Justin Seedorf: Yeah. We mentioned these requirements that banks have to reserve capital. There's a lot of formulas and calculations that go into it, but essentially what a trade credit insurance policy from Allianz Trade is allowing banks to do is to really leverage the insurance side of the policy to offset some of the increased capital requirements that they are now seeing. Regulators, as we mentioned, are really kind of pushing further downstream and forcing these regulations on these smaller to medium- sized banks. And traditionally the only option was, " Hey, we just got to reserve more capital." But now we've really had this initiative to really get the message out to start working with banks to show them how they can actually utilize a policy to meet those Basel three guidelines without reserving as much capital as they once would've had to.

So it's a great way for these banks to meet the guidelines, but still keep a lot of that capital in circulation to keep making the loans, to keep funding the small and medium- sized businesses the way that they have. And we've already seen some great successes and we're looking forward to seeing a lot more. We think there's a huge opportunity for banks to really not just learn about, but also implement this type of strategy to help them meet the regulations that they're not really going to have a choice with.


Alix McCabe: It's interesting. It's maybe a lesser known benefit of credit insurance for the banks.


Justin Seedorf: It is. It absolutely is. And to be fair, there hasn't been a lot of widespread marketing effort for this. It's been utilized for a long time, but not to the level that it's available. And I think there's a lot more awareness about this type of product and this strategy, so to speak, that's going to be incredibly beneficial for banks and for the bank's clients.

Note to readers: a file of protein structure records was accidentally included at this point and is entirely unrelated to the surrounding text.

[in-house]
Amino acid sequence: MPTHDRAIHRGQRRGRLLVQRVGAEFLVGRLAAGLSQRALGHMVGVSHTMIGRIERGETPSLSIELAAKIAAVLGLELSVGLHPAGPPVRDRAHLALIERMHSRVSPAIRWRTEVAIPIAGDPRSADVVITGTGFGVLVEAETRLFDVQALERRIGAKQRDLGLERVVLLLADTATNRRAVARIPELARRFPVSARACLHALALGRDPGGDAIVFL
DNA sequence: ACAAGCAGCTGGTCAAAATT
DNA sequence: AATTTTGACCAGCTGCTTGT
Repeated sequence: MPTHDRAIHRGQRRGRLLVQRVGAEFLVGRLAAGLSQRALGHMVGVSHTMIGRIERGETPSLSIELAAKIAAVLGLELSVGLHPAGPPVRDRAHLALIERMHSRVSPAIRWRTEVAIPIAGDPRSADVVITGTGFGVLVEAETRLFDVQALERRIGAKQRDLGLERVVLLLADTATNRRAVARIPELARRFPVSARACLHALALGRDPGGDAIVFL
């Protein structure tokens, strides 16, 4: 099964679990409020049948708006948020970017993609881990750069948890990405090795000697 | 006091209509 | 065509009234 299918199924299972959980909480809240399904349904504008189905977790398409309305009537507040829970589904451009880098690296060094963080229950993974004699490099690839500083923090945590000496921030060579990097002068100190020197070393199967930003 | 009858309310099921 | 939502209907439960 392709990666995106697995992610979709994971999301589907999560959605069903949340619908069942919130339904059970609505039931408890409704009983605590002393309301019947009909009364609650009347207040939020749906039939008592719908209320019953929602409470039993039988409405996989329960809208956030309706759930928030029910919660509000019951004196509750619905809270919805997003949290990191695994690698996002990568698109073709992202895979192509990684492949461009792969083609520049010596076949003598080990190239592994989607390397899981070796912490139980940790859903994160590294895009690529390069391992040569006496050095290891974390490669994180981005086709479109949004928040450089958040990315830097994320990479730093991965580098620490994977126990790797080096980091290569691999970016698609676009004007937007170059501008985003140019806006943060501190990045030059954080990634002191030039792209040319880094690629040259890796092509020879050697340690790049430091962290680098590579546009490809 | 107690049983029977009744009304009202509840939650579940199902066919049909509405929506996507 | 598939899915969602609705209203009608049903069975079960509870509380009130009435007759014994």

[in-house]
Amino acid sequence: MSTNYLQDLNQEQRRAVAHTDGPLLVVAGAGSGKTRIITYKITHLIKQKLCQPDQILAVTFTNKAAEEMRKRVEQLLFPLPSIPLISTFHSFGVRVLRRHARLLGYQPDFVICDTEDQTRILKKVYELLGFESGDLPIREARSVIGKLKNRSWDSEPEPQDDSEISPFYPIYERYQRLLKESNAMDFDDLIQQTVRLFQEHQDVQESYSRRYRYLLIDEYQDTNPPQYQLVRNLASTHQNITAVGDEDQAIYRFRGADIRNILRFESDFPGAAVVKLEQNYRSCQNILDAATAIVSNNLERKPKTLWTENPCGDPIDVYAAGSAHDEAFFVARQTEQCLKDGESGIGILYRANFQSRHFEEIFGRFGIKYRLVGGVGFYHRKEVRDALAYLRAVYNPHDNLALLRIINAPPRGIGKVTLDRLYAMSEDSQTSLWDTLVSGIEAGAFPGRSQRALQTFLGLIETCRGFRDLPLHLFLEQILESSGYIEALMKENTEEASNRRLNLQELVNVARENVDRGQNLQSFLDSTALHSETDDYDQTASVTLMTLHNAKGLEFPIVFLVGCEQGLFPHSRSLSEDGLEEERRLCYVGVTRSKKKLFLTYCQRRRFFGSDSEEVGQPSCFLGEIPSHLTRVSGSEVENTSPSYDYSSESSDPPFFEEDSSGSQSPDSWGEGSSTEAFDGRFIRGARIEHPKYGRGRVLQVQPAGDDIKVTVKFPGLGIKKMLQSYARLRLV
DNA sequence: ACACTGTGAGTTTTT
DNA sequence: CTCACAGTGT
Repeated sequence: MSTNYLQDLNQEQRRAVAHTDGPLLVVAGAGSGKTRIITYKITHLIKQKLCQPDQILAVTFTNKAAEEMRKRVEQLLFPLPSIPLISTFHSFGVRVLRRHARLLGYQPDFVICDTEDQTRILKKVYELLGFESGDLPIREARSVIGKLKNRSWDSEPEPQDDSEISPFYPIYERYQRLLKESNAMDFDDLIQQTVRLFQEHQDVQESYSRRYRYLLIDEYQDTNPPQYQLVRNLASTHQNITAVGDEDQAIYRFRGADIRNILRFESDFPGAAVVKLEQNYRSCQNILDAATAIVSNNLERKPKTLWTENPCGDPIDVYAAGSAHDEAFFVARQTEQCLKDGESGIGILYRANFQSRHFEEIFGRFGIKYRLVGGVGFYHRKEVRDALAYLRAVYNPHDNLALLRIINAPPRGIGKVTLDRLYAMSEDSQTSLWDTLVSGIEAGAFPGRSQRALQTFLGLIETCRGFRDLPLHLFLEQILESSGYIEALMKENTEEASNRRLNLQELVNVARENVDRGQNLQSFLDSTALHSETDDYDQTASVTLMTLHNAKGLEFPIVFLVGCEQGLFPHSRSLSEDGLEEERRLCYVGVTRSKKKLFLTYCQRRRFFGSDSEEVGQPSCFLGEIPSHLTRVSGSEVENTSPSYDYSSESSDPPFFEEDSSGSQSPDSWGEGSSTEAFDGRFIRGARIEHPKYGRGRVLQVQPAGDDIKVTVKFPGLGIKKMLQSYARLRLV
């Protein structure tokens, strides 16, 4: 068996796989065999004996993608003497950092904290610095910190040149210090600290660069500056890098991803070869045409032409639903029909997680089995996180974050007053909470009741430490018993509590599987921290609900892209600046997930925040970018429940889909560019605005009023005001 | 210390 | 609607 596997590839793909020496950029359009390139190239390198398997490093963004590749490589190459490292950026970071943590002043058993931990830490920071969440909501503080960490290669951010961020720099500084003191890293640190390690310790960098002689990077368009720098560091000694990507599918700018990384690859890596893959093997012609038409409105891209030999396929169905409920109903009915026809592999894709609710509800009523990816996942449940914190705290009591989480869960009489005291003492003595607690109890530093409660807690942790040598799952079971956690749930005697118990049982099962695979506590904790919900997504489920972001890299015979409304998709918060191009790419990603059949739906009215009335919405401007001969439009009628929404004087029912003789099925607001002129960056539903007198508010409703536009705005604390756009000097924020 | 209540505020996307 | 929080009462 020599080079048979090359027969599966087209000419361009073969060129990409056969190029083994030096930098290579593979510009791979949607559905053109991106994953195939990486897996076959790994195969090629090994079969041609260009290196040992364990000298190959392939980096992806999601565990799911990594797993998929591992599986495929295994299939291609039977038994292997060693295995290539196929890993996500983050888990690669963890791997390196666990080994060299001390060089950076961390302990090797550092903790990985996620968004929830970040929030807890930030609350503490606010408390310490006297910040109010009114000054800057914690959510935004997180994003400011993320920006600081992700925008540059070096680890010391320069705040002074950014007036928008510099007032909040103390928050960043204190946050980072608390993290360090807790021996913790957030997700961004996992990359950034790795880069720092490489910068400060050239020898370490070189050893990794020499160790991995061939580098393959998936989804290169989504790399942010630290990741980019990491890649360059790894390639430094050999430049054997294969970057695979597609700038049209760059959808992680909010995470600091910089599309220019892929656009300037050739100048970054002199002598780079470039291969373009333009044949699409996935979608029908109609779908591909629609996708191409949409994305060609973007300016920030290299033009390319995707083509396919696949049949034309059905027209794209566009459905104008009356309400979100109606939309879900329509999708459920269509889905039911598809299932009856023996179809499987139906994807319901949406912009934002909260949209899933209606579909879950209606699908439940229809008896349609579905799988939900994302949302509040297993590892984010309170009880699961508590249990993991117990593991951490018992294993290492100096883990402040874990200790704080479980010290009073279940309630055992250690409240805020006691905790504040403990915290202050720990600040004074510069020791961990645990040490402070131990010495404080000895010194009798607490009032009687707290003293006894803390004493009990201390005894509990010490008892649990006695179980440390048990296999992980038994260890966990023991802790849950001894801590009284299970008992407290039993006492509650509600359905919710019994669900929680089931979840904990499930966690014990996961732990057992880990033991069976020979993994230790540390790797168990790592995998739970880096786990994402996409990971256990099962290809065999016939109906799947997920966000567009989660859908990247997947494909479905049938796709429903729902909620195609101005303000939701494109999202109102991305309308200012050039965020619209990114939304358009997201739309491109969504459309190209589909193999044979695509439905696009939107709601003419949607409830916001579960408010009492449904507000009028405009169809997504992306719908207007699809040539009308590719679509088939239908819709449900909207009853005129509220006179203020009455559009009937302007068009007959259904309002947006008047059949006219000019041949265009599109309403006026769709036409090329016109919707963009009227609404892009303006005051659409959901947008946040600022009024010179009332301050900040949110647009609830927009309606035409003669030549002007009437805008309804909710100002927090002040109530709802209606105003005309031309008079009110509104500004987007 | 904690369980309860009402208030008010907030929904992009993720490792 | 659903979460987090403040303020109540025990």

Alix McCabe: That's awesome. Oh, that music means we're almost out of time.


Justin Seedorf: Oh, wow.


Alix McCabe: So before we send you home with some delightful wheel of risk parting gifts, I'd like to get some final thoughts from you. So what is the main thing, Justin, that you'd like for listeners to take away from the situation involving SVB and the current state of the banking sector?


Justin Seedorf: The biggest thing to realize is that you cannot just assume that everybody else is doing their due diligence. You got to do it yourself, right? You have to make sure you have sound strategies in place to protect your business without being beholden to what your bank might or might not be doing, or more importantly, what your customer's bank might or might not be doing.


Alix McCabe: It's a good takeaway. Justin, thank you so much for being back on the show. I've enjoyed our time together.


Justin Seedorf: It's been awesome. I've really enjoyed it as well.


Alix McCabe: My guest today, everybody has been Justin Seedorf, Southwest Regional Vice President here at Allianz Trade Americas. I'd also like to thank my friend Dan North, our senior economist for North America, for sharing his own expertise with us. I'm Alix McCabe, and this is Wheel of Risk, brought to you by Allianz Trade. Thanks so much for listening to our season premiere episode. If you learned something, we'd really appreciate if you could leave us a positive review. And also I'd love to connect with you on social media. You can find me as well as Dan North and Justin Seedorf all on LinkedIn. So hit us up there. Talk to you soon.